infamous speech, quoted in the press. Naipaul doesn’t rate women writers at all.
“Women writers are different, they are quite different. I read a piece of writing and within a paragraph or two I know whether it is by a woman or not. I think [it is] unequal to me." Asked to elaborate, he said this was due to their "sentimentality, the narrow view of the world".
He added: "And inevitably for a woman, she is not a complete master of a house, so that comes over in her writing too. My publisher, who was so good as a taster and editor, when she became a writer, lo and behold it was all this feminine tosh. I don't mean this in any unkind way."
So in what way did he mean it? Such dismissive cruelty can’t be masked by a qualifying phrase. I didn’t know whether Naipaul’s speech was so laughable it should be ignored, or whether it represents a residue of misogyny we still have to fight.
To say that women write differently to men is OK. We do. And we write differently to each other too. Every individual sees the world from a different angle. It isn’t always possible to tell who wrote what. There are men who write so closely from the inside of a woman’s head that you can’t tell which sex authored it (Brian Moore’s I am Mary Dunne for instance) and women who can write equally convincingly as men.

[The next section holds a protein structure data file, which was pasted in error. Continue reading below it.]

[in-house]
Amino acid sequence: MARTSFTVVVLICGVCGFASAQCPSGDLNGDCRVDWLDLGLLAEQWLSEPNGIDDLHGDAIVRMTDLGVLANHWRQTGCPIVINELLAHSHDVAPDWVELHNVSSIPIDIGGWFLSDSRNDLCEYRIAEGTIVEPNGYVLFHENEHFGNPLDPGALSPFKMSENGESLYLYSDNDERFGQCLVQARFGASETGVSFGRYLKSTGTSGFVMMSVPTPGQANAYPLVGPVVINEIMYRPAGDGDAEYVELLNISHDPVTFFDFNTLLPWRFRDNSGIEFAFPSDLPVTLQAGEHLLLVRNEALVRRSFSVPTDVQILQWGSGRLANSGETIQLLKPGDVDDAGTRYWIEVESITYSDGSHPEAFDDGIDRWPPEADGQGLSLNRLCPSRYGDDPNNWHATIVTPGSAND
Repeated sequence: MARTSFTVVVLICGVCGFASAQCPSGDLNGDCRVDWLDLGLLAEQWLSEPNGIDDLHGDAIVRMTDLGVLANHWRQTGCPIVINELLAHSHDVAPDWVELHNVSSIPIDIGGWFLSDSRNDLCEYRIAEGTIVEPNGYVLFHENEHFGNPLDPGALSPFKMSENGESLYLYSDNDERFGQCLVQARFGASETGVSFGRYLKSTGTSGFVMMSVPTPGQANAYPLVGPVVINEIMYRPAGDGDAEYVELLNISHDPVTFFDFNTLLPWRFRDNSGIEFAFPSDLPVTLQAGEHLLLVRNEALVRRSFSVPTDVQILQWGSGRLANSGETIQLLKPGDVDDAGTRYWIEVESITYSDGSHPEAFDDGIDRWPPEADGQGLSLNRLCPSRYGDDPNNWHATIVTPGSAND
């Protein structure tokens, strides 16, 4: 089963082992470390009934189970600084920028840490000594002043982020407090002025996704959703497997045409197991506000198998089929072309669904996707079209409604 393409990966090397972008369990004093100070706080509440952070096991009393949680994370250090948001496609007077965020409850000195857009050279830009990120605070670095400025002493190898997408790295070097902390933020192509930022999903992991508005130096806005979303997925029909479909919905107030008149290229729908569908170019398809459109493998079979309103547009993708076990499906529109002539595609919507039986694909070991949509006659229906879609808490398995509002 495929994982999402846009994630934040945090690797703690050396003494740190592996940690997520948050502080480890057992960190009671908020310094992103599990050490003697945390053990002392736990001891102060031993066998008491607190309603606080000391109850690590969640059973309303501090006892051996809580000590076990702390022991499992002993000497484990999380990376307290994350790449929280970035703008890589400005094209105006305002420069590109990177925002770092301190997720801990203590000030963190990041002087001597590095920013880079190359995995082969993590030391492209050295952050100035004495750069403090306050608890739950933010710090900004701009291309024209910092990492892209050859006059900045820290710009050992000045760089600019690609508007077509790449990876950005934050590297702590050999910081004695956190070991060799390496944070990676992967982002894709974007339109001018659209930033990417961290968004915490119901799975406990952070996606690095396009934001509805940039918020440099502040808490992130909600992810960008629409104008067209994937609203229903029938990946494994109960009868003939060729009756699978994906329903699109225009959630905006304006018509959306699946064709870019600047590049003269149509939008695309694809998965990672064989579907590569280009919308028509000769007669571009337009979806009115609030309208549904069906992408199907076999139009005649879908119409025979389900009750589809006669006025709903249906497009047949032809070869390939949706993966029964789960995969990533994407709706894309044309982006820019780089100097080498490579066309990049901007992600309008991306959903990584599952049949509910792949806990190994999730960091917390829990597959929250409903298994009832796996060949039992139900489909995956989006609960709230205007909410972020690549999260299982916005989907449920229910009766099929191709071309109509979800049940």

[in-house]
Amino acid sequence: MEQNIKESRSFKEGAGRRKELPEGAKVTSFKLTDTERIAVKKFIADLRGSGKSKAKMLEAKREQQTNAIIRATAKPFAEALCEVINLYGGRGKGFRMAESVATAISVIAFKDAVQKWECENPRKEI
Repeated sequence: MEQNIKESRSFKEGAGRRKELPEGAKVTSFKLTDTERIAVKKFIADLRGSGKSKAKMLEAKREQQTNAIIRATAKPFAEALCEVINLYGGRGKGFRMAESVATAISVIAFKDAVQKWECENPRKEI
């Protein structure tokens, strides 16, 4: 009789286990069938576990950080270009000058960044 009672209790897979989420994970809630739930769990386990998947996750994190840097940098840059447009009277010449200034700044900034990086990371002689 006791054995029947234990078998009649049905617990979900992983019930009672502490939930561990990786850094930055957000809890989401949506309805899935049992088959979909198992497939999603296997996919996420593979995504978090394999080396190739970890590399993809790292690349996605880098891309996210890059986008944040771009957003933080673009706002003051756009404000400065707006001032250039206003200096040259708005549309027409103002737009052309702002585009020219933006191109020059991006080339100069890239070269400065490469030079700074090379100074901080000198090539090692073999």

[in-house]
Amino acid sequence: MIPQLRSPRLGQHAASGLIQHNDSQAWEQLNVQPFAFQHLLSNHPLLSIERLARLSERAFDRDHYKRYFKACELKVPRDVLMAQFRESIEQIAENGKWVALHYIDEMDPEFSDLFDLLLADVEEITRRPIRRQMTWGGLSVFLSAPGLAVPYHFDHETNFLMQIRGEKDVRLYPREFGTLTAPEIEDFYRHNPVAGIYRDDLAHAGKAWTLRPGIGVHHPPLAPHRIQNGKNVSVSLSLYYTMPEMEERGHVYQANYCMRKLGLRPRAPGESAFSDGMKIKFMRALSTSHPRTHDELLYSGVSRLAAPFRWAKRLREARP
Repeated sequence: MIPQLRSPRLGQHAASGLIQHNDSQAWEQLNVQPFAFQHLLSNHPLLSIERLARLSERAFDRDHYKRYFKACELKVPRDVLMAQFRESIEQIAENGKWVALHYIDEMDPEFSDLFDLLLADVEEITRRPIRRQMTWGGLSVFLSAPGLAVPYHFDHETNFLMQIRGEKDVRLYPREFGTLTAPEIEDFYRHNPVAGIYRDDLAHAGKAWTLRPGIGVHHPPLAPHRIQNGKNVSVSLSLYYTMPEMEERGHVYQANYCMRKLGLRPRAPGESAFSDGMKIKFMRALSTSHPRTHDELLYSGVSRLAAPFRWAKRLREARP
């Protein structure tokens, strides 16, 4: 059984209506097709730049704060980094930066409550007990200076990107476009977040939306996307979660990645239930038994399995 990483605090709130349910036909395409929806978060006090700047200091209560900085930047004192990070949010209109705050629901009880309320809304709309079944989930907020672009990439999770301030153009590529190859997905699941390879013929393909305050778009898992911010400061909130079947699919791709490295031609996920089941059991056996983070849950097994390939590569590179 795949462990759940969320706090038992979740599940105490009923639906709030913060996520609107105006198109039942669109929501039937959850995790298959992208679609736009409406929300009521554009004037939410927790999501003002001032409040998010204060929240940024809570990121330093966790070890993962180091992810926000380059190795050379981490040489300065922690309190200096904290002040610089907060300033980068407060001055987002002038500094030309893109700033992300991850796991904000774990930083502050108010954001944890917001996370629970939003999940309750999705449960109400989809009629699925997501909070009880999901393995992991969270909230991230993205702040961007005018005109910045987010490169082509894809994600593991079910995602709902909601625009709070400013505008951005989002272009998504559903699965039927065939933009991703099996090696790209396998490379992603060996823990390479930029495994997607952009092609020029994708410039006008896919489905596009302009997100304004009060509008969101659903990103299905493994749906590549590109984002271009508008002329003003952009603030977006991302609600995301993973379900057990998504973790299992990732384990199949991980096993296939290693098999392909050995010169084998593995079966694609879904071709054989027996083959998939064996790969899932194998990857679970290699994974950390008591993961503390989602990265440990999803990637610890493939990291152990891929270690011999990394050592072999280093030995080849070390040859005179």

His main gripe seems to be that women are sentimental. Does he mean we’re more in touch with our emotions than men? But he’s such a concise linguist I don’t think so. He means we wallow, we go over the top beyond emotion into sentiment. That’s palpably untrue. I know a great many sentimental men. Anyone read The Notebook? Message in a Bottle? And there are a great many witty, unsentimental women authors - Barbara Trapido’s ‘Sex and Stravinsky’ comes to mind. I’ve also just read Carol Clewlow’s ‘A Woman’s Guide to Adultery’ - which is just about as unsentimental as you can get.
But of course, however well a woman writes she will never write ‘equal’ to him (or any other man is the implication). In his opinion.
On his comment, that a woman is not ‘a complete master of a house’, now that is just plain prejudice. Maybe not in his house, but the days when a man was automatically master of the house by reason of his gender are long gone. And a lot of women writers are single - very much masters of their own houses. Not to mention head of publishing houses, literary agencies, book-selling houses. But the man is 78 and doesn’t seem to realise that we are living in a new world, so perhaps I’d better forgive him. The trouble is, I believe there are many in the literary, and academic, establishments - still solidly masculine - who privately agree with him. Women’s writing is weak; men’s writing is strong. What do we have to do to convince?